Cengage Snaps Up ePortfolio Tool from SF Startup Pathbrite

In a continuing drive to assemble a comprehensive suite of online learning tools for schools, Boston-based edtech company Cengage Learning is adding San Francisco-based startup Pathbrite’s student portfolio feature to its repertoire of acquisitions.

Pathbrite’s product, the Portfolio Learning Platform, allows students to store their completed course assignments, such as essays, artwork, and videos, in a digital folder. Pathbrite had marketed the portfolios as a way to keep young students engaged with their classwork, and to help older students compile credits for college applications as well as for their job searches once they finish college.

Cengage declined to disclose terms of the acquisition in its announcement today, beyond saying that it has acquired the e-portfolio product, but not the Pathbrite company itself. But CEO Michael Hansen says he expects that most of Pathbrite’s staff will join Cengage.

The big Boston company, which has a branch in San Francisco, formed a partnership with Pathbrite and led a $3.7 million investment round for the startup in 2014. Cengage then integrated the Pathbrite portfolio with its MindTap product, which includes more than 650 online courses, online textbooks, and tools that allow students to highlight passages and take notes.

Both MindTap and Pathbrite’s portfolio will be further integrated with technology Cengage acquired with the buyout of Washington, DC-based Learning Objects in September. That acquisition took Cengage closer to its goal of becoming a full-service educational technology provider for colleges and universities, the company said. Terms of the Learning Objects acquisition were not disclosed.

Pathbrite was just one of the tech companies that in recent years have created or hosted alternative forms of educational credentials that go beyond the mere grade transcripts and sheepskins that high schools and higher education institutions provide to students.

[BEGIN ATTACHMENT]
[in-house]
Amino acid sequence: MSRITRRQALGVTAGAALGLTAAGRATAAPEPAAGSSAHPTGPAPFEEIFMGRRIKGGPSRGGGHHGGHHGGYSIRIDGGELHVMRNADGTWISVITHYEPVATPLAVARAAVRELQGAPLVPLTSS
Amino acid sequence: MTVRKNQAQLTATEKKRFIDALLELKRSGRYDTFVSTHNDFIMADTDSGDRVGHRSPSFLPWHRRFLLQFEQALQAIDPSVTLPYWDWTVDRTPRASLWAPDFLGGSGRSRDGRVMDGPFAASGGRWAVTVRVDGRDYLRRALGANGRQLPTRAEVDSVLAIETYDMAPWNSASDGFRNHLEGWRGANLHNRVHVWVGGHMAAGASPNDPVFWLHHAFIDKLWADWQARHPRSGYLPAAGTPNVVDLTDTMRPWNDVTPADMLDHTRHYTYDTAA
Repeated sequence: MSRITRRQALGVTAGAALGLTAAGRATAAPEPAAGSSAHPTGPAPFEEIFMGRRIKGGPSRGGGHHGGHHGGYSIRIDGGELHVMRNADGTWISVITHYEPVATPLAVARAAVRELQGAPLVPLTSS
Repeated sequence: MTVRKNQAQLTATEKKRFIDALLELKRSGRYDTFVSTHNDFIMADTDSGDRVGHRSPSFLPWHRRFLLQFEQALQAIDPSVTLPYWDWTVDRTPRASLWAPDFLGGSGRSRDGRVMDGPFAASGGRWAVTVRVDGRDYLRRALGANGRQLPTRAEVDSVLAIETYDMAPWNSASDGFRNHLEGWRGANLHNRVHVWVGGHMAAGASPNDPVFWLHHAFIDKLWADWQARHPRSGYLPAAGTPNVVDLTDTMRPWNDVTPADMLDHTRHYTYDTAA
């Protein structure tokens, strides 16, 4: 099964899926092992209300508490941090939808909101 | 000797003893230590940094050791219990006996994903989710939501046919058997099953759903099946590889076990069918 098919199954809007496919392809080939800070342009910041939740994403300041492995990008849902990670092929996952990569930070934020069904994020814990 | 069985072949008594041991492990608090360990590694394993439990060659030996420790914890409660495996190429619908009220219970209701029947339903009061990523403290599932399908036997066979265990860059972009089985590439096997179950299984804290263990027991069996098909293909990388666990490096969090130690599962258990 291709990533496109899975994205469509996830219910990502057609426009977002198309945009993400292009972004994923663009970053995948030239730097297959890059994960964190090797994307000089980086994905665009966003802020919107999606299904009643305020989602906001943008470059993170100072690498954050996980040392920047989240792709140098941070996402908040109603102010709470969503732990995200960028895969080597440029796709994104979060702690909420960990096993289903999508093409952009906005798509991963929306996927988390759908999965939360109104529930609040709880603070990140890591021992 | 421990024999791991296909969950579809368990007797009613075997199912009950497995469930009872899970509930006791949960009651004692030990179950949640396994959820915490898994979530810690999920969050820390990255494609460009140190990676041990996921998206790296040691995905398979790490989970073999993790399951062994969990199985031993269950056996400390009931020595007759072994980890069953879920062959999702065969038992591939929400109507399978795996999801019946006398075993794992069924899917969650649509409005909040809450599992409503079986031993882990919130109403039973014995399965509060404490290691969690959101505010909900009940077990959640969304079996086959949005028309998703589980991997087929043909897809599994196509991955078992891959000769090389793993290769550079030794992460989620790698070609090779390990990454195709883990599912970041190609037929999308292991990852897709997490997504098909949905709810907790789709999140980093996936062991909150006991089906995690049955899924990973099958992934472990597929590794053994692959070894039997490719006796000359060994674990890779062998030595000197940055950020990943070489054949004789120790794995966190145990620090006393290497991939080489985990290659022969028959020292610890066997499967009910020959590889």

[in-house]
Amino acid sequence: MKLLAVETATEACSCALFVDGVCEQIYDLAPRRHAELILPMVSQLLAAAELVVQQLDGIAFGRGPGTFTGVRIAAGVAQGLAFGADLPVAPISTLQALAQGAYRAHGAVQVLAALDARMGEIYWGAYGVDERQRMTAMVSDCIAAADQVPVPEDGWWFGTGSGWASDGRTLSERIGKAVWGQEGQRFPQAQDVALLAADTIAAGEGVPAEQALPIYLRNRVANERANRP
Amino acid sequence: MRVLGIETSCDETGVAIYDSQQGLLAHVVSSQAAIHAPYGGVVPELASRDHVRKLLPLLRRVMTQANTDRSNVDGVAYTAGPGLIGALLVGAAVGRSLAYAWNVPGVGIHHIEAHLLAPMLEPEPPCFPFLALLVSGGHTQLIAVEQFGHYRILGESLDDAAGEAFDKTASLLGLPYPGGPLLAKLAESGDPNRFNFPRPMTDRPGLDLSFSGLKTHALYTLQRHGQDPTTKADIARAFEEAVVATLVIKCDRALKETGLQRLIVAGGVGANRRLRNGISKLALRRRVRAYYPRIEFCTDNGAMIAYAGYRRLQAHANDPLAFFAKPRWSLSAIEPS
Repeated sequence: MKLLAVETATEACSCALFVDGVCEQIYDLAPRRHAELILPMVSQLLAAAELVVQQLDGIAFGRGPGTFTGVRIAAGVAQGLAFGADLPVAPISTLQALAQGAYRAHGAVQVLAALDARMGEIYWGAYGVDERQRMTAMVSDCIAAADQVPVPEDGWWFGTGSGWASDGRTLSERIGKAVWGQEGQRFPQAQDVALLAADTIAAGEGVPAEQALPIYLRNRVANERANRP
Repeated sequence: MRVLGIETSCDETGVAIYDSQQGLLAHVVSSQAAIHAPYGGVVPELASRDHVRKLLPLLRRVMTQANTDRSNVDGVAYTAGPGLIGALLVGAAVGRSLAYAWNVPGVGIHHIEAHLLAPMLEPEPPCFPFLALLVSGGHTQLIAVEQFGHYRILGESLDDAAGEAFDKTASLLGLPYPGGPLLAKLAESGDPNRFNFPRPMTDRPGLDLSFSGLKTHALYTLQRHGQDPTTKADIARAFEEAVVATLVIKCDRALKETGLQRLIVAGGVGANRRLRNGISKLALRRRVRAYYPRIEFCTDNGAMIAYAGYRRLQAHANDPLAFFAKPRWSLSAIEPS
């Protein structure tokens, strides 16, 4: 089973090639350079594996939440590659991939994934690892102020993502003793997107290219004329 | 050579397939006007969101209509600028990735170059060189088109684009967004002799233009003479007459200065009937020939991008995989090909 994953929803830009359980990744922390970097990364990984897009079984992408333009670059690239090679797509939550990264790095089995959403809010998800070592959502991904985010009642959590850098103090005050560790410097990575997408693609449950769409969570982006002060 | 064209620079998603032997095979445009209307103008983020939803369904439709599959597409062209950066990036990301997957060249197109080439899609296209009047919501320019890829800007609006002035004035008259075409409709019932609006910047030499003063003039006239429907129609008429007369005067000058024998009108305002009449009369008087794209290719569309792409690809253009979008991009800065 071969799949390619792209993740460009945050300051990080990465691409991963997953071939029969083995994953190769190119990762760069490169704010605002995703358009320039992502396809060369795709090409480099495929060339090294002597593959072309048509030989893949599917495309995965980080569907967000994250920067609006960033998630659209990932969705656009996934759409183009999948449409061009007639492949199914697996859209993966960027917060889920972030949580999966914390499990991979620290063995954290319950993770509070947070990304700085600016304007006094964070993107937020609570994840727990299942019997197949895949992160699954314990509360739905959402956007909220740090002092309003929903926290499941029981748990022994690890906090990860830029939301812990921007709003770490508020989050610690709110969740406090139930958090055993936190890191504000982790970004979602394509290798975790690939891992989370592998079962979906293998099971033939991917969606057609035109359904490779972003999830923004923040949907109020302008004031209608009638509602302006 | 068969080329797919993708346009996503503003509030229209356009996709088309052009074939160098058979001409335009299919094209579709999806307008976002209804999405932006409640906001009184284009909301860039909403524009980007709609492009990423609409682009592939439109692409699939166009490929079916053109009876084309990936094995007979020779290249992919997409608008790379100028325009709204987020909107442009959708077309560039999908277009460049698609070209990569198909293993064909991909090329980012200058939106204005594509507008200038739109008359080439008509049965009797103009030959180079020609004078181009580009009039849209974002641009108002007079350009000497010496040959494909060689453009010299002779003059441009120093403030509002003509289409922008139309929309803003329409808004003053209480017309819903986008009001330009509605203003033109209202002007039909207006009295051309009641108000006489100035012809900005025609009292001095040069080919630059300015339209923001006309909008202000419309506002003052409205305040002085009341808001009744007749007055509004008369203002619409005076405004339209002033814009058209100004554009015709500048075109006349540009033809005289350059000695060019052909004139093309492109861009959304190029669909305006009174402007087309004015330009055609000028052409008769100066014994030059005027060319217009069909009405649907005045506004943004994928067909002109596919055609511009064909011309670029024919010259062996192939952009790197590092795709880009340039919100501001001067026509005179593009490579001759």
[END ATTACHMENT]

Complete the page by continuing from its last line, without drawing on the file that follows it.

Inexpensive Web-based file storage and social media have created openings for individuals to showcase their accomplishments on a more granular level, including work outside of formal school programs. For example, photographers set up their own online galleries through Zenfolio, and programmers can display their coding chops by posting their projects on GitHub. High school students can exhibit their extracurricular activities to impress college admissions officers. Through San Francisco-based AfterCollege, graduates can ease the transition to a first job by creating online profiles that can be viewed by prospective employers. Code schools and other online education enterprises grant certificates or badges that can be included in resumes posted on LinkedIn.

Cengage’s announcement doesn’t spell out what now happens to Pathbrite as a company. Pathbrite CEO Heather Hiles could not be immediately reached for comment, though Cengage provided a written statement attributed to Hiles:

“I am proud of the work we’ve done at Pathbrite to build a best-in-class ePortfolio solution to support student outcomes. At this point in our company’s journey, we wanted to bring our ePortfolio to a larger audience of students. This required additional investment including staff resources. Cengage Learning, as an investor in Pathbrite, was a logical choice and this arrangement allows us to grow and expand our ePortfolio solution.”

Bernadette Tansey is Xconomy's San Francisco Editor. You can reach her at btansey@xconomy.com. Follow @Tansey_Xconomy

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